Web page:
Wednesday, March 2, 2011

So It Ain't "The Village Green."

When was the last time you listened to The Kinks' Present A Soap Opera? Probably not since the first time, when you were gobsmacked by its sheer ridiculousness. But, it's not that bad. As a matter of fact, once you get beyond some truly cringe-inducing moments like "Ordinary People" and "Rush Hour Blues," "Soap Opera" has some fine moments, even if it has the dark cloud of it not really being a true Kinks record.

"Have Another Drink," "You Make It All Worthwhile" and even the silly-but-rocking "Ducks On The Wall" are...dare I say it...classic Ray, if not in the "Something Else" and "Village Green" vein, at least in the....uh..."Soap Opera" vein.

And as an added incentive, it contains "A Face In The Crowd," which I think stands up to any great Ray tune.

Give "A Soap Opera" another chance.



steve simels said...

It made a great stage show. Seriously -- I reviewed it at the time, and if memory serves it was the best multi-media rock thing any band ever did.

Or maybe that was "Schoolboys in Disgrace." I'll have to go through my back issues...

Anonymous said...

I agree with Steve, it was a wonderful live performance.
Not great rock & roll but a great entertaining evening.

"Showbiz" is a decent album. There are better versions of some of the songs on the long out of print album "The Kink's Greatest" which featured Everybody's a Star and Face in the Crowd in their single mix versions.


steve simels said...

Oy gevalt -- just read my review of the album from back in the day. Apparently, I liked "Ordinary People."

Haven't listened to it or the album probably since 1975, so I have no idea if it's as cringe-inducing as Sal said.

Sal Nunziato said...

I don't suppose, Mr. Simels, said review is something you could share.

steve simels said...

Sal, it's one of those pieces that makes me really glad that back issues of Stereo Review from the 70s haven't been digitized.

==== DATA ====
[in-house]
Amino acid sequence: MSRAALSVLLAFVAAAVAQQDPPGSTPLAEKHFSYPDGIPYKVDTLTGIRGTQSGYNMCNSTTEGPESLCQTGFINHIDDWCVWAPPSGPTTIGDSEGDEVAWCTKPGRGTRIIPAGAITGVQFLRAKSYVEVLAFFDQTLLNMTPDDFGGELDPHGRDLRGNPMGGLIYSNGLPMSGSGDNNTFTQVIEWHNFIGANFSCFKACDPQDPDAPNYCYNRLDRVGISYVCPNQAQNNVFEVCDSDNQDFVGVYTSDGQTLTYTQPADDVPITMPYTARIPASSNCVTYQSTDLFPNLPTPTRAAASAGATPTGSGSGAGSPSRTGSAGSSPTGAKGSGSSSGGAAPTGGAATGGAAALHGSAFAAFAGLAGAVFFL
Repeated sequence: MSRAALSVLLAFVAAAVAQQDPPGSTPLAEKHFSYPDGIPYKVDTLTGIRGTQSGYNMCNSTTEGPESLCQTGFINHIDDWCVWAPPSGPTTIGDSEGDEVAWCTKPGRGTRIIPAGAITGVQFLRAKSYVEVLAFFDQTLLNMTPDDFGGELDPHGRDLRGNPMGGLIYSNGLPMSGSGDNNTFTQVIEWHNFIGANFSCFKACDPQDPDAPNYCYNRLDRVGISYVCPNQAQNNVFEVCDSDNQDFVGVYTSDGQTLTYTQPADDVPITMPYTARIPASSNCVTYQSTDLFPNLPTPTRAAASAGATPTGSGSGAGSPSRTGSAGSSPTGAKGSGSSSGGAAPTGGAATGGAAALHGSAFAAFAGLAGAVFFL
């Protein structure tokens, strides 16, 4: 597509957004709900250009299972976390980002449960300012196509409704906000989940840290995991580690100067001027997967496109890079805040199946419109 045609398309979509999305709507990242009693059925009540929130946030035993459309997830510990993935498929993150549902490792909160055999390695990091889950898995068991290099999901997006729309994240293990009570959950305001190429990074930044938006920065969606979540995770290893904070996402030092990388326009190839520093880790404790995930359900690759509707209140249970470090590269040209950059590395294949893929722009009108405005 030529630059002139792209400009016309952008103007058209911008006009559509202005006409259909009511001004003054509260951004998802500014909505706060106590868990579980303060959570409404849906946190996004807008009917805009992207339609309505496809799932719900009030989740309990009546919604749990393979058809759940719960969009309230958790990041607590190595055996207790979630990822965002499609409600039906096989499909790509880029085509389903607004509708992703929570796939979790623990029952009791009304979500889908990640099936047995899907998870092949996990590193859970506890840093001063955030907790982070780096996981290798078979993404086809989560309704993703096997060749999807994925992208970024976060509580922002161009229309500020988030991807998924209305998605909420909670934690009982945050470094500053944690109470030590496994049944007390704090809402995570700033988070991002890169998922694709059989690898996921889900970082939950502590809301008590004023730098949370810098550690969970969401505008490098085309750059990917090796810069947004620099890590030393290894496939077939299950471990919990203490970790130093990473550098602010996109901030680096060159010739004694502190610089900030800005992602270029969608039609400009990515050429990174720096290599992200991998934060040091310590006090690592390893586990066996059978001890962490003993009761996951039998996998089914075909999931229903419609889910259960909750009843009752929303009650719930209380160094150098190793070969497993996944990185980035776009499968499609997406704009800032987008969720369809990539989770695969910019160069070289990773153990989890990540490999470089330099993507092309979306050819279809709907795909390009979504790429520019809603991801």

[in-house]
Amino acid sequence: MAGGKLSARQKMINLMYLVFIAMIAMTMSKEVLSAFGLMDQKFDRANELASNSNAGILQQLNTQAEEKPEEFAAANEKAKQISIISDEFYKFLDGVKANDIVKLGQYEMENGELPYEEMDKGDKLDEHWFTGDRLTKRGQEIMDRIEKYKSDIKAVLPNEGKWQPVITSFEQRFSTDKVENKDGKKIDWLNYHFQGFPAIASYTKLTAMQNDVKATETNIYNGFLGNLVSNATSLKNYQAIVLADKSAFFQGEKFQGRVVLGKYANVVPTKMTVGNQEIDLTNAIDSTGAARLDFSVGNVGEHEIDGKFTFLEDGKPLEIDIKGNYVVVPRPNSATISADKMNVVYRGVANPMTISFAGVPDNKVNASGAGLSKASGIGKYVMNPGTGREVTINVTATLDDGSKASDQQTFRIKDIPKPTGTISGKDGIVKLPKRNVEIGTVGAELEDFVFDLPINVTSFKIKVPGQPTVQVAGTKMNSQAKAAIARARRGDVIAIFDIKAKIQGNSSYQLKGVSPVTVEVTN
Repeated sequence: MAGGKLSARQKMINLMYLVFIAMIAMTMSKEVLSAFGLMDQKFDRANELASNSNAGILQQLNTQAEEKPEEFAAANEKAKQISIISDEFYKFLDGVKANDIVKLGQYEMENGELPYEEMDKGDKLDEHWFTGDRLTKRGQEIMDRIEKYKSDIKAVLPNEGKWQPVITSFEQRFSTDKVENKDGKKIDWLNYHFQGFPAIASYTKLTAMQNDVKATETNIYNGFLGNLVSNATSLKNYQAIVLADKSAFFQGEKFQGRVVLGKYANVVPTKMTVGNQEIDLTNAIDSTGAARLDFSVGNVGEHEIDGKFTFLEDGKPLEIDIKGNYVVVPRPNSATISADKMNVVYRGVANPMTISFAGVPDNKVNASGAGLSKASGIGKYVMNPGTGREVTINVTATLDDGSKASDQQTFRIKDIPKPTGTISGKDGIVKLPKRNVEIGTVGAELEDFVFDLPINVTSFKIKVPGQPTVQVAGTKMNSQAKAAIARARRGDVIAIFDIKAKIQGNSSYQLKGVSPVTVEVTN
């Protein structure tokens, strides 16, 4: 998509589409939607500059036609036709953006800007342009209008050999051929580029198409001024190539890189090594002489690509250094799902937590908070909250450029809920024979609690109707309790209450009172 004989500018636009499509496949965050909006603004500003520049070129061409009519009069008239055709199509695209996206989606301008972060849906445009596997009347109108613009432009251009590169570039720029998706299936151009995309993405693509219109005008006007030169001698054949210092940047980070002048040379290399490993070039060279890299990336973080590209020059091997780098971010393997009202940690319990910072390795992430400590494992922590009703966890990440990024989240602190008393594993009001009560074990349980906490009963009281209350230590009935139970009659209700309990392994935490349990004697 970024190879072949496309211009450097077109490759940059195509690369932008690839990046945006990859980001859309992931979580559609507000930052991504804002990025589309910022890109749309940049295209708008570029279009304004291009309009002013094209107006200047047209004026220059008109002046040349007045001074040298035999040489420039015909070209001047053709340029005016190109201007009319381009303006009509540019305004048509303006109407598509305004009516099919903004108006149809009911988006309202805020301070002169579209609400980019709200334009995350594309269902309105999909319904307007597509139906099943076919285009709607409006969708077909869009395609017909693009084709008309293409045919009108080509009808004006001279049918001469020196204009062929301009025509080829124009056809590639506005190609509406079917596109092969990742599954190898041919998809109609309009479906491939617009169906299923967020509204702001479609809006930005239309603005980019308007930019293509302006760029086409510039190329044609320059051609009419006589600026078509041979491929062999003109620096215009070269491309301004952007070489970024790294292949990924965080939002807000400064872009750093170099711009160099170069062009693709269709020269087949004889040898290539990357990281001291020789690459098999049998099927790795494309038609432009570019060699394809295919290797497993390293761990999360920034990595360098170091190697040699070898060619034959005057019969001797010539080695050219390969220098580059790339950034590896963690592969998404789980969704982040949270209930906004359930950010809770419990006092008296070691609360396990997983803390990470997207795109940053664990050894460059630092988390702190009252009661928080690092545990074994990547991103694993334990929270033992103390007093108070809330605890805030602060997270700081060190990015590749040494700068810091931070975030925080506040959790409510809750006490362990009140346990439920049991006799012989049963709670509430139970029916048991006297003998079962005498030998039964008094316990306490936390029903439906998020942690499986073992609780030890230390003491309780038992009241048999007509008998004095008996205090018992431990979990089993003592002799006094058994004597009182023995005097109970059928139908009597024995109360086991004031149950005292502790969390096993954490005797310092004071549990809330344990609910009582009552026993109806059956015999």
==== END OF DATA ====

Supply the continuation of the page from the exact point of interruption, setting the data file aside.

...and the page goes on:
One or two reasonable insights VS a lot of very bad writing and sophomoric attitude.

William Repsher said...

To answer your question, in its entirety, 1980, and wouldn't be surprised if it was a Pickwick reissue! Most of those early 70s concept albums, I bought in the bargain bin long after the fact. (Preservation Act II, never owned on vinyl as it was deleted for so long ... bought all the Velvel reissues when they came out, although I think II came out on Rhino even before them?)

Soap Opera wasn't horrible ... but what a relief when Sleepwalker came out and it wasn't a concept album! I can still recall how omni-present "Jukebox Music" was on FM radio. But "Face in the Crowd" is surely the best song from Soap Opera, hands down.

Oddly enough, the one album that has aged poorly for me, which was a huge commercial breakthrough at the time, is Low Budget. Just seems lightweight compared to Misfits before, and nowhere near the level of the 80s creative comeback Ray pulled off through Word of Mouth/Return to Waterloo.

Gene Oberto said...

While true talent like the author of these lyrics sits in relative obscurity to all but the pop historians and his dwindling fan base, Ray's social commentary of pop stardom of talent less than he and his peers has become remarkably prescient.

"I can take any man
I see standing in the road
And put rouge on his cheeks
And put some powder on his nose.
I'll teach him how to act,
I'll remould and reshape him.
I'll put him in a stage suit
And I'll teach him how to pose.
I can turn the most ordinary man in the world into a star.
I'm a starmaker (gonna make you a star),
Yes, I'm gonna make you a star (gonna make you a star)
No matter how dull or simple you are
Everybody's a star."

Seems while Ray is touring clubs, Simon Crowell took the words to heart. In this TMZ driven pop culture, Crowell makes millions displaying the "dull and simple".

He should send a royalty to Ray, but fat chance.

Anonymous said...

Good on ya Sal.
Soap Opera is an underrated gem.
The stage show was brilliant as well.